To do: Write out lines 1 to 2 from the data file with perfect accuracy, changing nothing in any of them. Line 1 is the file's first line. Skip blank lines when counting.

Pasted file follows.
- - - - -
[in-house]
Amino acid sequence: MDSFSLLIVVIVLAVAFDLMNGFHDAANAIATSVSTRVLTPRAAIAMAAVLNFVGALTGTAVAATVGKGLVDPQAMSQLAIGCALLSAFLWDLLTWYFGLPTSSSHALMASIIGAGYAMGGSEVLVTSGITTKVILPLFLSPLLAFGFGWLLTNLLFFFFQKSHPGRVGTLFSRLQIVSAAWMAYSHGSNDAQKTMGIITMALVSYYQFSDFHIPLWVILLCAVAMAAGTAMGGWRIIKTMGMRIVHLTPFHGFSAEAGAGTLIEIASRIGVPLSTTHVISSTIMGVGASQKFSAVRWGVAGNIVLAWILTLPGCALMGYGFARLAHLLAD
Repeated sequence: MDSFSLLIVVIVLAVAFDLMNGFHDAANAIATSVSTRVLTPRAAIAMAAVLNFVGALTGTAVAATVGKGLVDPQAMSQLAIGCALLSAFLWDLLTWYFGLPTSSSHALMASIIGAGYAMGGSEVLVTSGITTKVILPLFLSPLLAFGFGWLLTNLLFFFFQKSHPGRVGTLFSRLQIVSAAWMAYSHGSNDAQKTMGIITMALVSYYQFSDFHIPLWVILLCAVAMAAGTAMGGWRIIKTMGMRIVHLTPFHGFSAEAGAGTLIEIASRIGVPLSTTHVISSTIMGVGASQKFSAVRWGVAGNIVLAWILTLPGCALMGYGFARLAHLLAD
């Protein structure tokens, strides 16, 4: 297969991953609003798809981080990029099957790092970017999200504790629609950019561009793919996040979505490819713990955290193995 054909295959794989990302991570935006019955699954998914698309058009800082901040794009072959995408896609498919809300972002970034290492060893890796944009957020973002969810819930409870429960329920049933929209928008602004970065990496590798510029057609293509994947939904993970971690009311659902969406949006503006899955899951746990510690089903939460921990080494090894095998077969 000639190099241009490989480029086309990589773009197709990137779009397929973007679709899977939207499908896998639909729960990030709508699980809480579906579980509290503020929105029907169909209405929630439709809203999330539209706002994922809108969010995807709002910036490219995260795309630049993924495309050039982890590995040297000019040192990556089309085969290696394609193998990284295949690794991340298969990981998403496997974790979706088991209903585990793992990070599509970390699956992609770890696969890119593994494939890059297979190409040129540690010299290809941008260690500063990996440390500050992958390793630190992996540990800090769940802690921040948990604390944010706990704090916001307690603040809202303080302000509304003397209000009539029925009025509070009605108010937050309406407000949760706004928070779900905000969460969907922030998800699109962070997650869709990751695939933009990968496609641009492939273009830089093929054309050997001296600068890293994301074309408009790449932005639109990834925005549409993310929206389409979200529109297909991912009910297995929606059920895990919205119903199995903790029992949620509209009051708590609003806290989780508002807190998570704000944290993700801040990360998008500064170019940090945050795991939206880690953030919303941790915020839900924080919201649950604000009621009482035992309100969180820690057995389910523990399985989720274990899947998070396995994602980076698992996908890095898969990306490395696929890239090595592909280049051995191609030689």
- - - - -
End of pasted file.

[in-house]
Amino acid sequence: MDSFSLLIVVIVLAVAFDLMNGFHDAANAIATSVSTRVLTPRAAIAMAAVLNFVGALTGTAVAATVGKGLVDPQAMSQLAIGCALLSAFLWDLLTWYFGLPTSSSHALMASIIGAGYAMGGSEVLVTSGITTKVILPLFLSPLLAFGFGWLLTNLLFFFFQKSHPGRVGTLFSRLQIVSAAWMAYSHGSNDAQKTMGIITMALVSYYQFSDFHIPLWVILLCAVAMAAGTAMGGWRIIKTMGMRIVHLTPFHGFSAEAGAGTLIEIASRIGVPLSTTHVISSTIMGVGASQKFSAVRWGVAGNIVLAWILTLPGCALMGYGFARLAHLLAD